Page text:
• Col Beausabre

    “Why not do a “dust off” maneuver with the drone?” Somebody needs to be medevaced? “Dustoff” is the universally used US Army callsign, dating back to the Vietnam War, for an Aero Ambulance unit. For example. “Reliable Dustoff” was the callsign for the 9th Infantry Division’s (“The Old Reliables”) unit. We now return you to the surface of Mars.

  • Jason: Insight is not a rover. It is a lander whose only working instrument is a seismometer. The rover with the helicopter Ingenuity is Perseverance, more than a thousand miles away.

    Search my website for all three of these spacecraft and you will quickly learn a lot about all three, what they are doing, where they are. Search for Curiosity (the U.S.’s second working rover) and you get to see some spectacular Martian scenery.

  • Edward

    You wrote: “NASCAR race cars use windshield tear-offs to quickly manage windshield visibility issues. Really smart people haven’t figured out how to do that for martian lander solar panels.

    If they used this technology on Mars, what criticism would you have when they ran out of tear-offs?

    Our space probes come with expected lifetimes for a reason. There is a limited budget, and eventually even NASA has to abandon a working probe in order to afford a new probe that will provide new data. It may seem like a waste to limit the lifetime of an expensive prove, but the Deep Space Network resources are limited, the budgets for data processing and storage are limited, and the resources for creating the scientific papers are limited. This is counterintuitive, considering that the U.S. government pays tens of millions of people to not work and be unproductive rather than pay them to process scientific data and be productive, but that is the reality that we currently have to do science with.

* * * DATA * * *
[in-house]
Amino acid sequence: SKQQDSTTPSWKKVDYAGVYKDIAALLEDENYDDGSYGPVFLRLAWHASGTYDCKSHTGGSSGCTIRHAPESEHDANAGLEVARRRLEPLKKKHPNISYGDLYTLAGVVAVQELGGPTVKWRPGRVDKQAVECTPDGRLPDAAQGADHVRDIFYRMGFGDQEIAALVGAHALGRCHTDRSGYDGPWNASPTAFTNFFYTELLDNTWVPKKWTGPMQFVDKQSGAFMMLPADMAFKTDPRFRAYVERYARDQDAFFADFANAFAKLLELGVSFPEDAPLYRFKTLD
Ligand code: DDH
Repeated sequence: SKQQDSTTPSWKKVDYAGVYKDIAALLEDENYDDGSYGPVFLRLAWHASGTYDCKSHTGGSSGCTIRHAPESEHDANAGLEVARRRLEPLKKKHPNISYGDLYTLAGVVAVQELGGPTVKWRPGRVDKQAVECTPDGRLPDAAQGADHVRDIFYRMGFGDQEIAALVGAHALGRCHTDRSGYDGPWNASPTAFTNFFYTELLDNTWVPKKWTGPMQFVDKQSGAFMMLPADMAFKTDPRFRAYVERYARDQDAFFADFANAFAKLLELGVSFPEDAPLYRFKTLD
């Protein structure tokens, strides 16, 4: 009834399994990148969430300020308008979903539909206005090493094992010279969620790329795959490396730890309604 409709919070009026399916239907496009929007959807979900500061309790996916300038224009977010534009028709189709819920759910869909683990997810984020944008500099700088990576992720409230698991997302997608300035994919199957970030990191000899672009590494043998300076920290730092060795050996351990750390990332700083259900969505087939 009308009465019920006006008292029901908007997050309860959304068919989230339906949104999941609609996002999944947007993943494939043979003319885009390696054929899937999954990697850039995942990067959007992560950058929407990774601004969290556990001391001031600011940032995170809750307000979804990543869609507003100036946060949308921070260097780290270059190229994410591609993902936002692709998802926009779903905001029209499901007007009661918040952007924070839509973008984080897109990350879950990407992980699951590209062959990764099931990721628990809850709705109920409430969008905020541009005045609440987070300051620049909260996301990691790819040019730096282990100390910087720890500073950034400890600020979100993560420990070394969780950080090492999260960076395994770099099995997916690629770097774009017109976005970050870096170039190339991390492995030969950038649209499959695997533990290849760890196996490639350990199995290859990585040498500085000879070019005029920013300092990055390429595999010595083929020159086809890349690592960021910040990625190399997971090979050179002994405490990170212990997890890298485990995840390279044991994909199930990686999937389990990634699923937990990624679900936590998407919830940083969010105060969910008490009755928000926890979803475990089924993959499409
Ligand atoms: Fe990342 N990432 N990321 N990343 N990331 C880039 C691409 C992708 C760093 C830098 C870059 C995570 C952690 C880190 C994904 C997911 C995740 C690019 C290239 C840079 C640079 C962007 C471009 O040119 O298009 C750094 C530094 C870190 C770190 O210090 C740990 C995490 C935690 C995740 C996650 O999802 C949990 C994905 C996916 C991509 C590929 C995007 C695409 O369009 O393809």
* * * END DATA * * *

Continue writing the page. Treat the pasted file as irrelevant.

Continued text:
As with New Horizons, any extension of a probe’s mission must pass a review and be approved. This process even happened with InSight, when they decided to extend its mission into August and September. Adding mass to the probe in order to extend its life beyond the plan would only result in the removal of a scientific instrument during the planning stage of the mission. This is another reality that we currently have to do science with.

    Maybe, soon, with the much better performance of the Starship launchers, we might be able to put more mass and more bells and whistles on our probes, and maybe the savings in launch costs will be reflected in longer expected missions and a corresponding need and weight budget to clean off solar cells.

    We can only hope that it goes that way rather than using the savings to pay even more people to not work.

  • Doubting Thomas

    Just think when we have operational Starships and these landers can be heavier and include tear offs, air blast brush AND fans and not have to sacrifice science experiments.

    Of course, when we get humans on Mars, we can include astronauts with small whisk brooms to dust off panels.

  • GaryMike

    Edward, all good points. Thank you.